If that's not what you want, there's also modern mechanically tuned FM receivers, like the SI4825. Internally, it's kind of similar to the digitally controlled one, but it allows you to adjust the channel via a potentiometer, which feeds an analog-to-digital-converter internally and that is then used to control the digital part of the chip.

Note how both solutions are essentially digital receivers? That's because it's easier to build exact digital logic than to make analog circuitry work well, and also, much more power-efficient. Since the receive signal amplitude doesn't matter at all in FM, for example, you can apply very nonlinear techniques (like just clipping the signal, and counting zero crossings; looking at the datasheet, these are smarter, though) to demodulate it.
Doing things in digital makes a lot of sense, quality-wise, too: You need good filters; the imperfection of how your filter lets through signal you don't want, and distorts the signal you do want is limiting to your quality of reception. Steep band edge, flat passband analog filters are hard to impossible. They're very possible to implement in digital, though, especially considering how small the necessary digital signal sample rates are. So, going digitally simply gives you an advantage that you'd have to pay a lot of money on to get even close to with an analog superhet receiver.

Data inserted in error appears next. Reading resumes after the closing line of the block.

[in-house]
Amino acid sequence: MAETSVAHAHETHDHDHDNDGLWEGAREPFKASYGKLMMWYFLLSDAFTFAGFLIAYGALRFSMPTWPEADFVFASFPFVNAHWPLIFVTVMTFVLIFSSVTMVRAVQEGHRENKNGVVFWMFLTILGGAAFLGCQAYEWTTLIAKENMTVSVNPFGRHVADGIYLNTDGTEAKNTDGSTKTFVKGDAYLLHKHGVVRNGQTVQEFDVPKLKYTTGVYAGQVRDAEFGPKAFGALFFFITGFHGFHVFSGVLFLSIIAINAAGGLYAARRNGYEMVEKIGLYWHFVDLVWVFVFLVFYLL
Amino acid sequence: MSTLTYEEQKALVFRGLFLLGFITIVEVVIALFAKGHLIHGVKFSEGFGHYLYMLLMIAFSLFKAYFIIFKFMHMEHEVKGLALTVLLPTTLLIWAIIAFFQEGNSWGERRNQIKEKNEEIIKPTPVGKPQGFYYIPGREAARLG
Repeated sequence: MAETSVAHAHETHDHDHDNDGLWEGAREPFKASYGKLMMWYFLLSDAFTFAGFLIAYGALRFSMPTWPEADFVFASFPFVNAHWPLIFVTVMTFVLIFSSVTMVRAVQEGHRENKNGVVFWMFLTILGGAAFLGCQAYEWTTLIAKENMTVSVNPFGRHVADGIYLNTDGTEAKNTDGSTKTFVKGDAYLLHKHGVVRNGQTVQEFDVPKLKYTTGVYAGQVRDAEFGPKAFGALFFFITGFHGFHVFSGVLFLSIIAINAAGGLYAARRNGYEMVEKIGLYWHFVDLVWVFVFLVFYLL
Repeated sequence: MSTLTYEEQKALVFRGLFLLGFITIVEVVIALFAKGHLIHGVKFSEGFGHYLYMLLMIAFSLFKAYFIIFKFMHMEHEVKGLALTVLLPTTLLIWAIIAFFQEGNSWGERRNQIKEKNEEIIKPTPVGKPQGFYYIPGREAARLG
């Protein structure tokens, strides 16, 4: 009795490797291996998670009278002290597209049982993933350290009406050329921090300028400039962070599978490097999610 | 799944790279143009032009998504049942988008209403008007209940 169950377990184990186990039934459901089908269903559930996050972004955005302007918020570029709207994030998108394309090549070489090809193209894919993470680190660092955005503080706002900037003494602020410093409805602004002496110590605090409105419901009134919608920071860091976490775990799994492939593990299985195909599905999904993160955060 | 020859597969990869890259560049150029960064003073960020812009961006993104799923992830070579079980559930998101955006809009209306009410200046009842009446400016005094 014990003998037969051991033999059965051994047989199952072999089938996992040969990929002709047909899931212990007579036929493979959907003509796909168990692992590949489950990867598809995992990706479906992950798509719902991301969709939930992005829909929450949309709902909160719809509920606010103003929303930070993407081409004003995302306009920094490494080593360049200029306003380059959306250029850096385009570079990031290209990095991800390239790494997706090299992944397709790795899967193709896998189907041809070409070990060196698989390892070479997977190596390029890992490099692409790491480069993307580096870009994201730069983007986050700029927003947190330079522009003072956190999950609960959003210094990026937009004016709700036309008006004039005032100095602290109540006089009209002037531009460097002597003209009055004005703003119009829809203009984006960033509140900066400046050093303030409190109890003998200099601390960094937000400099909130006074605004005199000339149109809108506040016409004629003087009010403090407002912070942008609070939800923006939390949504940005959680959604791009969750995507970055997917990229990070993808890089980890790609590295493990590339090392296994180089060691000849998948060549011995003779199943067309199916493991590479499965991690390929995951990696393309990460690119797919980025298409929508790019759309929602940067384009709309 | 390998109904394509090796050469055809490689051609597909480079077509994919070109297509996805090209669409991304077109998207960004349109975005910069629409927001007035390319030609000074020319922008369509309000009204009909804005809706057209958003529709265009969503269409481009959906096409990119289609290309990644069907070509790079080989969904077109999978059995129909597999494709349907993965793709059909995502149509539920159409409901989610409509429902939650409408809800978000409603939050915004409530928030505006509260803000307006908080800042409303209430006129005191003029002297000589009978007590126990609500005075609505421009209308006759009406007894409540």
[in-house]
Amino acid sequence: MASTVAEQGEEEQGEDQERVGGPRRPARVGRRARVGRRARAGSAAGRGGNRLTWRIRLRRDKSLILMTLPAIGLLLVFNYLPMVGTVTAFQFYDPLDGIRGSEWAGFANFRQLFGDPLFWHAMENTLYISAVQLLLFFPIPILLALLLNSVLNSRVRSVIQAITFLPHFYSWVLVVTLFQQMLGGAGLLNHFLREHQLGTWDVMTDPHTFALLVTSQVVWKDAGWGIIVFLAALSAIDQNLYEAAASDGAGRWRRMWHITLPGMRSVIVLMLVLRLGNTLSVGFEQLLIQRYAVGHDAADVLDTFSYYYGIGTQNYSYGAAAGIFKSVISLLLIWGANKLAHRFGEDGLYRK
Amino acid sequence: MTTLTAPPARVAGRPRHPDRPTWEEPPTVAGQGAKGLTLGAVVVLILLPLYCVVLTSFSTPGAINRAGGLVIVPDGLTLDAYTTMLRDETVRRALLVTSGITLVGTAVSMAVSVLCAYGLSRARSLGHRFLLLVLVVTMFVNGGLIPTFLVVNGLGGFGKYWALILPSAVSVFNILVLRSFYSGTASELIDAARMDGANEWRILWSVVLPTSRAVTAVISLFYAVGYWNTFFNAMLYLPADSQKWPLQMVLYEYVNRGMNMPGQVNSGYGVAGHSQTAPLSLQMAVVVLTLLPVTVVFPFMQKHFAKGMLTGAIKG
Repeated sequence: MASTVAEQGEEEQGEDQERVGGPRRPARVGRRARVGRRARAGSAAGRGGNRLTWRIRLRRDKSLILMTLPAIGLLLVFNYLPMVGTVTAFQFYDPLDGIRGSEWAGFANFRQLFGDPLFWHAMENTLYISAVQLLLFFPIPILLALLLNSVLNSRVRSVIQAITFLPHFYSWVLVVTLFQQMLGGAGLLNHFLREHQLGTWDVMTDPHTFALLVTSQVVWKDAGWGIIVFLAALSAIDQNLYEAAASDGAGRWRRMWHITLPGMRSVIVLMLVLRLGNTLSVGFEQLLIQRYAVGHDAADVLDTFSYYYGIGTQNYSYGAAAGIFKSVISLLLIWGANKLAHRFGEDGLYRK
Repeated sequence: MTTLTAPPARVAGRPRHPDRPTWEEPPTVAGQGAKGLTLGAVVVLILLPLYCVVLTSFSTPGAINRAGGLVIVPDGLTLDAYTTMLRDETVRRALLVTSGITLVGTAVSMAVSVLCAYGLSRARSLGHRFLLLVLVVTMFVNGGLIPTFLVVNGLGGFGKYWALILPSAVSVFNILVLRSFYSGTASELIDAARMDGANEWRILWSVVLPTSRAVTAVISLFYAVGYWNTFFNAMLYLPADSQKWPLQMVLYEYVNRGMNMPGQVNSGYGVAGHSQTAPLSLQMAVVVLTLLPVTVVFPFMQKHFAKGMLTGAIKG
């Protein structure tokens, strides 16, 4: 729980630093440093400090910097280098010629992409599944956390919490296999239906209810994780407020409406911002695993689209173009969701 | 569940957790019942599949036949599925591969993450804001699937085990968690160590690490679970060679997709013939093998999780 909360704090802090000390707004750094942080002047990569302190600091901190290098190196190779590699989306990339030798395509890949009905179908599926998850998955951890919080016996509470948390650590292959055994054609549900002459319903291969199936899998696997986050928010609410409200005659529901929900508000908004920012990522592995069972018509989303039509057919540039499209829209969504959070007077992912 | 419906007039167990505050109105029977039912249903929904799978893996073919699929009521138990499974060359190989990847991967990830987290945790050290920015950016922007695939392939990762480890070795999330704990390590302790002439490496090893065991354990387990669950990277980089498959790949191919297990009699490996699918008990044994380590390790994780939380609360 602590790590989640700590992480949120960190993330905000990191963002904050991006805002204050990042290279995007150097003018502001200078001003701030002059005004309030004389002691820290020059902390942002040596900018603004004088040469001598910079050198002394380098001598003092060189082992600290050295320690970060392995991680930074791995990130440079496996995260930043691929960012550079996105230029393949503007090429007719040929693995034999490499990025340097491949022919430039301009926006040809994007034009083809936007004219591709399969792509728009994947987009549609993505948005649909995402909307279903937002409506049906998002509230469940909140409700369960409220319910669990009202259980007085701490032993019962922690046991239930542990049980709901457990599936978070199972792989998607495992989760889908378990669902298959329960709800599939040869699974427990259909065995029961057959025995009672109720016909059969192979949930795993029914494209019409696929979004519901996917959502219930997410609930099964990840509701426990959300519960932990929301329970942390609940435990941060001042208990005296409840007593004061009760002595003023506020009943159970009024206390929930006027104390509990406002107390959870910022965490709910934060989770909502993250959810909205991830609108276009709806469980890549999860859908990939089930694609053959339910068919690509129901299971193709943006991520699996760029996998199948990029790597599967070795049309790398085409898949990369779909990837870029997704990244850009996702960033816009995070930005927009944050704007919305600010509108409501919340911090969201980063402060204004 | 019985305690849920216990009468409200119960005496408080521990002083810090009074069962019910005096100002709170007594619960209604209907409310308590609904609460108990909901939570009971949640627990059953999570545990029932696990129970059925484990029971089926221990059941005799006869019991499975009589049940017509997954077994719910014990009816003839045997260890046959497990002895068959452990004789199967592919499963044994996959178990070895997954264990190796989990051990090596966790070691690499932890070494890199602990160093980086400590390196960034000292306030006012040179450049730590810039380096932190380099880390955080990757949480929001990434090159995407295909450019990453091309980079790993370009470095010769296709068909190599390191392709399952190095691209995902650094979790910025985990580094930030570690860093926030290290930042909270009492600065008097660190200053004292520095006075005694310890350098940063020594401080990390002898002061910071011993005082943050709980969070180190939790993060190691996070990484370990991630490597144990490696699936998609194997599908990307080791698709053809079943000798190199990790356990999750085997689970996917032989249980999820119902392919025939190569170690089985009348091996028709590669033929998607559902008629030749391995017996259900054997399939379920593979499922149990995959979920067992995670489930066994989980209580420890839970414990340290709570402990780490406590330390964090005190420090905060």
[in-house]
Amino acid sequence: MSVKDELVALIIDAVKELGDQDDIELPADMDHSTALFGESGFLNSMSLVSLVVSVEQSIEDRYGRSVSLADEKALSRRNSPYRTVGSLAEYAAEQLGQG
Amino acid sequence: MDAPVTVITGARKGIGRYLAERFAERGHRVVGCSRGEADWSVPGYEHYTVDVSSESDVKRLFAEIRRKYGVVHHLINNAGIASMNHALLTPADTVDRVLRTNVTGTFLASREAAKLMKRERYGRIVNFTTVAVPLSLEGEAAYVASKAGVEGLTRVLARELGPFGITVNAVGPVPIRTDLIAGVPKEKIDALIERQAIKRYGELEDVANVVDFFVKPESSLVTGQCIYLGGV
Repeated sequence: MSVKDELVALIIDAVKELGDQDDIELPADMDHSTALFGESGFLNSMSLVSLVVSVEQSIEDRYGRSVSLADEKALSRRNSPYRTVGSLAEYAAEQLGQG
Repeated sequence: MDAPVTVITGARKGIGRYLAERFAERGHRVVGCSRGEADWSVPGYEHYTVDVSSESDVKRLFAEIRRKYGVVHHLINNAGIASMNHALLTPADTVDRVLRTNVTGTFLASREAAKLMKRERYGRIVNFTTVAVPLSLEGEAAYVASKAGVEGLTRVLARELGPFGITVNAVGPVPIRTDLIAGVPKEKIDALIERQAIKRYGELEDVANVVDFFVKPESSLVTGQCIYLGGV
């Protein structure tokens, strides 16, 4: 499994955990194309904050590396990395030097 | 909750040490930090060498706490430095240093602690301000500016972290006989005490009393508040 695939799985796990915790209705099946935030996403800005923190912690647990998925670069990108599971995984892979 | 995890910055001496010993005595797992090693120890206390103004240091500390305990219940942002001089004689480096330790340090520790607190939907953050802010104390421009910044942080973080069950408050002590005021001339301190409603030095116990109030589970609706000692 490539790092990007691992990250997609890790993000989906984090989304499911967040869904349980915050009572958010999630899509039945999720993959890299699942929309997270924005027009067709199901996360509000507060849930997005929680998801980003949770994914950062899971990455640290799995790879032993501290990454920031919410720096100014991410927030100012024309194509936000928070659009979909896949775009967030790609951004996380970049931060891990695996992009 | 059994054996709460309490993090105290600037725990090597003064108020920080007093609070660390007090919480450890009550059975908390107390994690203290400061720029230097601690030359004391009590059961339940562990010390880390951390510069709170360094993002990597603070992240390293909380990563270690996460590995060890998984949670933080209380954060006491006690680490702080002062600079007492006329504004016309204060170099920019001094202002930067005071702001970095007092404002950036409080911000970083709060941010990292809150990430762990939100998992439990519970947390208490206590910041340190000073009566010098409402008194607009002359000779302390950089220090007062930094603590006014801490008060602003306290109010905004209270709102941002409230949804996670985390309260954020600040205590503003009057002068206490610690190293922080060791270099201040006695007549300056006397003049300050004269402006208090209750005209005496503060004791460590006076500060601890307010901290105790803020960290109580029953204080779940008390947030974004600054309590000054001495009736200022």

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That AN7411 is not an FM demodulator.

It's a stereo demodulator, taking audio (0 to 57 kHz) from an FM demodulator, recovering the stereo multiplex signal (DSBSC at 38 kHz carrier), adding that (L - R) to the baseband mono (L+R) signal to give L and R outputs.

The 19kHz "clock" is a pilot tone, frequency doubled to generate the 38 kHz carrier.

The LM1800 is another of the same.

The TDA7000 was a low power implementation of a complete FM (mono) receiver. It's relatively recent, so its transistors stand a fighting chance of being able to amplify at 100 MHz, which is why it stands out from the others like the TDA1220.

TDA1220 was a complete solution for AM ( up to 30 MHz allowing it to cover the shortwave bands), but on FM it could only handle the IF (10.7 MHz) and later stages, requiring a discrete component front end to amplify and mix at 100 MHz.

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  • $\begingroup$ Hello and welcome to ham.stackexchange.com! $\endgroup$ – rclocher3 Jun 15 at 18:29
  • $\begingroup$ Regarding the stereo demodulators, how would the signal need to be transformed so that the ICs in question would produce a result? Frequency shift the desired station right down into the baseband? $\endgroup$ – Jari Beguš Jun 15 at 23:14
  • $\begingroup$ @JariBeguš it already needs to be the output of an FM demodulator. $\endgroup$ – Marcus Müller Jun 16 at 8:49